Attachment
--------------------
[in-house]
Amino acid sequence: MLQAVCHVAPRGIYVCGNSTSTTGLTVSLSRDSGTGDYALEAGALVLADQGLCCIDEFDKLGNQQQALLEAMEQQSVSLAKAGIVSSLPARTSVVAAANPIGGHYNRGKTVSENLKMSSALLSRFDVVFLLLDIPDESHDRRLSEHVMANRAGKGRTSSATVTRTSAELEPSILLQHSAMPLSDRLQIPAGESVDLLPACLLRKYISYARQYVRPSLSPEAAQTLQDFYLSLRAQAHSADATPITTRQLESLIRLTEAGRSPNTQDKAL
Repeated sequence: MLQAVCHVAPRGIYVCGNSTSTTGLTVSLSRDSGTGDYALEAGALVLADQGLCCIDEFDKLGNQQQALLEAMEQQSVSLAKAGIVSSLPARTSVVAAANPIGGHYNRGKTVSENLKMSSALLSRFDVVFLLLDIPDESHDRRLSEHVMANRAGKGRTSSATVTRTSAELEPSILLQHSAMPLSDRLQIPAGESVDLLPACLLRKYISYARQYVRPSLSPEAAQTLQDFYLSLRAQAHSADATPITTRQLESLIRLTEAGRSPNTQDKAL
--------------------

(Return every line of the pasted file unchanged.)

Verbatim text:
[in-house]
Amino acid sequence: MLQAVCHVAPRGIYVCGNSTSTTGLTVSLSRDSGTGDYALEAGALVLADQGLCCIDEFDKLGNQQQALLEAMEQQSVSLAKAGIVSSLPARTSVVAAANPIGGHYNRGKTVSENLKMSSALLSRFDVVFLLLDIPDESHDRRLSEHVMANRAGKGRTSSATVTRTSAELEPSILLQHSAMPLSDRLQIPAGESVDLLPACLLRKYISYARQYVRPSLSPEAAQTLQDFYLSLRAQAHSADATPITTRQLESLIRLTEAGRSPNTQDKAL
Repeated sequence: MLQAVCHVAPRGIYVCGNSTSTTGLTVSLSRDSGTGDYALEAGALVLADQGLCCIDEFDKLGNQQQALLEAMEQQSVSLAKAGIVSSLPARTSVVAAANPIGGHYNRGKTVSENLKMSSALLSRFDVVFLLLDIPDESHDRRLSEHVMANRAGKGRTSSATVTRTSAELEPSILLQHSAMPLSDRLQIPAGESVDLLPACLLRKYISYARQYVRPSLSPEAAQTLQDFYLSLRAQAHSADATPITTRQLESLIRLTEAGRSPNTQDKAL